Understanding Biodiversity Net Gain – What does it mean for landowners?

Recent studies have shown that the UK is one of the world's most nature depleted countries. To tackle the declining rate of biodiversity in the UK, the government has set ambitious targets in a 25-year environmental plan. This includes the target to protect 30% of our land and sea for nature through the Nature Recovery Network by 2030 and restoring or creating more than 500,000 hectares of wildlife-rich habitats outside protected sites by 2042. As part of that commitment, the Government has created legislation on biodiversity net gain (BNG) to help achieve these targets.

In England, BNG became mandatory earlier this year under Schedule 7A of the Town and Country Planning Act 1990 (as inserted by Schedule 14 of the Environment Act 2021).

As a concept, BNG can be viewed as an intervention that no longer allows development to deplete biodiversity but instead requires developers to leave the natural environment in a measurably better state. Developers are now required to create or improve habitats on development sites by at least 10% or if that cannot be achieved, they must purchase biodiversity units from local landowners or the government.

At the start of the year we published a landowner's guide to BNG. This gives landowners the information they need to understand how they can register their land and sell biodiversity units to developers. We have also recently released two podcast episodes on this topic as part of our series Experts in the Field.

In this article, we take a closer look at what landowners interested in BNG can do to get started and the common hurdles and pitfalls a landowner may experience along the way. 

How to get started

Firstly, landowners will need to understand how many biodiversity units they might be able to produce on their land and which parts of their land might be best suited for biodiversity improvements.

If the land is being actively farmed, they will also need to consider whether they want to keep farming the land in some capacity or if it will be taken out of production and used wholly for the biodiversity scheme. It may well be that a landowner has areas of land that are not very productive and, therefore, taking it out of food production for an environmental scheme is a very sensible commercial step. The overriding point is to consider all opportunities for the land and how to make the best of it for the long term.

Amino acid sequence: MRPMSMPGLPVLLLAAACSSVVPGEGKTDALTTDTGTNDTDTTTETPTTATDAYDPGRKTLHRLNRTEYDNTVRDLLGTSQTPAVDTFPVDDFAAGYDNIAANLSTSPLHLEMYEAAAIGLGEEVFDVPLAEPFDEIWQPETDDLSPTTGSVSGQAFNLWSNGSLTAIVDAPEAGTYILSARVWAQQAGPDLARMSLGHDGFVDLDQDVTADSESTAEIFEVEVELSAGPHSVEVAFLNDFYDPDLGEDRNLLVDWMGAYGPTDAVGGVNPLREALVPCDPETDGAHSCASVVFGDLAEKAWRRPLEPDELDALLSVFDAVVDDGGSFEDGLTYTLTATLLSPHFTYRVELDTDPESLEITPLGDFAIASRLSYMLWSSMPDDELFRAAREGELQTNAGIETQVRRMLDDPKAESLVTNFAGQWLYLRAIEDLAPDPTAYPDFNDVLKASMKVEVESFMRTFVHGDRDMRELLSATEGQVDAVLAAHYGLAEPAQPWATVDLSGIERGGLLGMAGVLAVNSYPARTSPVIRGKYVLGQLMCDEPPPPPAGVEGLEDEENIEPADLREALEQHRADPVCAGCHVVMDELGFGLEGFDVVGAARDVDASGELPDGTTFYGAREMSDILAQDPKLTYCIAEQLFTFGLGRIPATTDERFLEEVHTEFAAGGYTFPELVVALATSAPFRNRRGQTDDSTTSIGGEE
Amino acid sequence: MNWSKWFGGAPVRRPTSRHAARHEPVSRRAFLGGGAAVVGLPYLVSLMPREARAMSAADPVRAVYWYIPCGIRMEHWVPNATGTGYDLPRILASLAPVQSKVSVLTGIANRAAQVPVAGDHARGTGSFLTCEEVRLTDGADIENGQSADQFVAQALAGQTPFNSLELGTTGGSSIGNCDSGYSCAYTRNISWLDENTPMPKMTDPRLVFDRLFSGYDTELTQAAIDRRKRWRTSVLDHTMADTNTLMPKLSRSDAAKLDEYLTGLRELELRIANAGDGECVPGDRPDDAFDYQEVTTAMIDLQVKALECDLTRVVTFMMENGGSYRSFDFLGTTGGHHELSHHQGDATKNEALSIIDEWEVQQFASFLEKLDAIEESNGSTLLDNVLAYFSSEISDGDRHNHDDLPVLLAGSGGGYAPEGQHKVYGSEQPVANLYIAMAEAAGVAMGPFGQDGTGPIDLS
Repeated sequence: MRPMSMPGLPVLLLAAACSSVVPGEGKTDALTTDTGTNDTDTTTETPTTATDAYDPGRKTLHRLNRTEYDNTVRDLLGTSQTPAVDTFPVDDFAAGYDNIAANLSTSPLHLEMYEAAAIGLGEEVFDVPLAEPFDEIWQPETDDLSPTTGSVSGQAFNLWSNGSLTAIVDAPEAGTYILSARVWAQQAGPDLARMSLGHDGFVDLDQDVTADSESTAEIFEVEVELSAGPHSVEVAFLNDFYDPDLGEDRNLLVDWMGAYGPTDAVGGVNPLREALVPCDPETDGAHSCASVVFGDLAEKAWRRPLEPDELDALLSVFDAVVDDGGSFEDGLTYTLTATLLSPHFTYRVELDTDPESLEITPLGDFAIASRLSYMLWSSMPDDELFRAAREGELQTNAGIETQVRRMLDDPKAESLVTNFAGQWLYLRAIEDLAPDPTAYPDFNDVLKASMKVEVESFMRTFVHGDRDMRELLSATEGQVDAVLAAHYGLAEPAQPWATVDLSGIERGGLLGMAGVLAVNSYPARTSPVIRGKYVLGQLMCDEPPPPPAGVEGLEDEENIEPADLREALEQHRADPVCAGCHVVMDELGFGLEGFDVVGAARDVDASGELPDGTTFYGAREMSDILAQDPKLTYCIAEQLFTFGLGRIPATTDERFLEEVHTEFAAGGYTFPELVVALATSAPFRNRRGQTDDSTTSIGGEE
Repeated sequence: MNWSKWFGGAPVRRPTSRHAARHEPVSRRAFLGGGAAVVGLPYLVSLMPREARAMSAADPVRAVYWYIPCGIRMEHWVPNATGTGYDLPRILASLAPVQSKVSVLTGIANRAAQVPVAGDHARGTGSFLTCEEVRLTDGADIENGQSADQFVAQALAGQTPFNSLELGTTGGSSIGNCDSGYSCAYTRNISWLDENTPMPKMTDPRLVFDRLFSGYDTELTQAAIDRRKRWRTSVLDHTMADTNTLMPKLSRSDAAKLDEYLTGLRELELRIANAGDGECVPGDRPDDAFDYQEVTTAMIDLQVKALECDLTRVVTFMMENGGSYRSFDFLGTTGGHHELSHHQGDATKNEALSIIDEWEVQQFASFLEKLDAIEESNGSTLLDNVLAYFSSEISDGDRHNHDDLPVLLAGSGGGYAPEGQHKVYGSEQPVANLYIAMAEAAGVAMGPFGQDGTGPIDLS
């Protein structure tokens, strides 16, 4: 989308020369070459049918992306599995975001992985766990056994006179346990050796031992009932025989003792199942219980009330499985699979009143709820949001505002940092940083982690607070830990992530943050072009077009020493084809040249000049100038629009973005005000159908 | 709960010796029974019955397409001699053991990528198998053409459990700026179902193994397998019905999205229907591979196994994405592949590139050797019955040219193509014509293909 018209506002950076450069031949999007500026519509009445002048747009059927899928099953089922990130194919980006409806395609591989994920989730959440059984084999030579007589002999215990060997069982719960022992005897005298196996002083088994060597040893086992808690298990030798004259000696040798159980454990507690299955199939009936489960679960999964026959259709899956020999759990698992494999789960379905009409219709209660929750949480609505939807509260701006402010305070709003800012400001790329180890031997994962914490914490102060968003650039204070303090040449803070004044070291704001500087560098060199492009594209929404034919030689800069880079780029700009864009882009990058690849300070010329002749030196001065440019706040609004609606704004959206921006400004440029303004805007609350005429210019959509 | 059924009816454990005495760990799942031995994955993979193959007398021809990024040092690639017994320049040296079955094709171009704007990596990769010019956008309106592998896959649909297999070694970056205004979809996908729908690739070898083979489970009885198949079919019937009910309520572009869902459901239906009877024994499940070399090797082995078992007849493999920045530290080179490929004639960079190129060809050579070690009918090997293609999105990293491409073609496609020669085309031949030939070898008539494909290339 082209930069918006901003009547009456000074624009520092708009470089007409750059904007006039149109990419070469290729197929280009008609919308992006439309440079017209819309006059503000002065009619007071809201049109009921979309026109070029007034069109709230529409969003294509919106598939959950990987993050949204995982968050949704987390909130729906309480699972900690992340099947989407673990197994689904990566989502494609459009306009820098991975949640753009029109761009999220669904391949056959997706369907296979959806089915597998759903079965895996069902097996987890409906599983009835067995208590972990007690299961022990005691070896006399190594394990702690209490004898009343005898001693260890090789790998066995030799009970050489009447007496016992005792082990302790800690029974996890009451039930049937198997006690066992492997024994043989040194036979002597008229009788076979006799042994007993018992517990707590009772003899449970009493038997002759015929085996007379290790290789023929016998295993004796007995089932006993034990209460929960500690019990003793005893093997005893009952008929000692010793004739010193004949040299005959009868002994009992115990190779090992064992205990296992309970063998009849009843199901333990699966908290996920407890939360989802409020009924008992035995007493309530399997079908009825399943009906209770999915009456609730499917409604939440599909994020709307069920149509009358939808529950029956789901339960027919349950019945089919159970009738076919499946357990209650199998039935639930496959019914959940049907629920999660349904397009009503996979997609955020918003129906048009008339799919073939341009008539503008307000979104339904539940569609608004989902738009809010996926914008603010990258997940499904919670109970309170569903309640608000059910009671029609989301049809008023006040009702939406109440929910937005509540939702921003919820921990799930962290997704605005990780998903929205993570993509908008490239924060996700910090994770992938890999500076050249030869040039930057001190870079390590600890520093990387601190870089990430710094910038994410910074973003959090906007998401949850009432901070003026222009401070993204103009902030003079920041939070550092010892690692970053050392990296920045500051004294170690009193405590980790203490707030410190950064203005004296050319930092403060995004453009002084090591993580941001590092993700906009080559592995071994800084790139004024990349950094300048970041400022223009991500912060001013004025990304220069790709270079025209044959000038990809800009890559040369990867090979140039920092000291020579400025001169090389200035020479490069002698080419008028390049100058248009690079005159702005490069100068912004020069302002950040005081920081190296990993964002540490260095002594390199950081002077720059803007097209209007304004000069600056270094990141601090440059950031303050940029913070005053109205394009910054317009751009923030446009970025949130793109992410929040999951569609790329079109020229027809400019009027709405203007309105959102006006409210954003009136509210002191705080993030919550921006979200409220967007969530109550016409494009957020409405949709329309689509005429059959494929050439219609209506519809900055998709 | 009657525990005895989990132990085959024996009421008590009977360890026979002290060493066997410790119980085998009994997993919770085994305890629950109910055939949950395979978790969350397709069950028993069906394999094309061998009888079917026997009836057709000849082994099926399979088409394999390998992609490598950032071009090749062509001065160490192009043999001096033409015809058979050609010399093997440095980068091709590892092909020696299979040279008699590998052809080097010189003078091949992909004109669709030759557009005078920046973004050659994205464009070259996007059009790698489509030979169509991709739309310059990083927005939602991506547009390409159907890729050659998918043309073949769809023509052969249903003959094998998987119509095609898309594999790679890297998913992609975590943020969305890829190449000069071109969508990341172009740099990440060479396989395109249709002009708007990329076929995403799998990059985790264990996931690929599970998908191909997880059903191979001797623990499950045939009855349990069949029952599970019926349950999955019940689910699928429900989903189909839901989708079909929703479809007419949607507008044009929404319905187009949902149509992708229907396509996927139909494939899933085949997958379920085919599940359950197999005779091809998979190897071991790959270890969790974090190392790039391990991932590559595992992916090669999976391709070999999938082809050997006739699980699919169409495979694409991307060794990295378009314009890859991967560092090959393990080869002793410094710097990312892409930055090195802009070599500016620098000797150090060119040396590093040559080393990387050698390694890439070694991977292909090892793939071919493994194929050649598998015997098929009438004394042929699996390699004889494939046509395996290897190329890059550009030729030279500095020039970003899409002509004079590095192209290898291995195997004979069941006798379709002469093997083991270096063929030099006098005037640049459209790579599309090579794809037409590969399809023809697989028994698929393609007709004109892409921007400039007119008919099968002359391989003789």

A satellite survey is a good place to start. This can help landowners to identify areas of land best suited for biodiversity net gain projects. To take the idea further, landowners will need the help of an ecologist. They can measure the baseline of the habitats and biodiversity already on the land and advise on how it could be improved. An ecologist can help prepare a habitat management and monitoring plan (HMMP) and prepare the metric calculation to demonstrate how many BNG units can be produced. Both of these will be needed before a site can be registered with the local planning authority for the sale of BNG units.

Potential hurdles

The market for BNG is still in its very early stages but the potential is obvious. Taking early advice is essential. It needs careful consideration with all the costs and potential income weighed in the balance.

Alongside the commercial considerations, a landowner also needs to think carefully about the long-term impact on land use. BNG commitments last for at least 30 years and landowners should not expect they will be free to use the land as they wish after that period has come to an end. It must be likely that at the end of the 30 years, the habitat and species on the land will remain protected in some way. Therefore, it is important to consider any future plans for that land before committing to BNG. For farming families, it will be important to have that discussion with the whole family, including the next generation who will likely take over the land, so everyone is in agreement.

Landowners need to fully understand the obligations and management requirements they are entering into in the legal agreements, as well as making sure the project is viable. For example, failure to achieve the target habitat delivery could result in enforcement action.

We mentioned the BNG register above - there has been a delay in getting the BNG register up and running so that landowners can register their biodiversity sites ready to sell units. This emphasises that the system is very much in its infancy, so landowners are going to need to take advice from the right experts to support them through this process.

What if there are other schemes already registered on the same land?

It is possible to sell BNG units and enter into other environmental schemes on the same land. However, landowners cannot double count for producing the same environmental goods. Advice should be sought on this before registering your site for BNG. A landowner must ensure it does not impact on any agreements they are already engaged with such as the Sustainable Farming Incentive and Countryside Stewardship.

How can Foot Anstey help?

Foot Anstey can provide farmers and other rural landowners with advice in relation to all natural capital schemes, including BNG.

We have large teams of specialist lawyers in real estate, infrastructure, planning, tax and succession who are experienced in this area and can support landowners through all elements of a transaction to produce BNG units on rural land.

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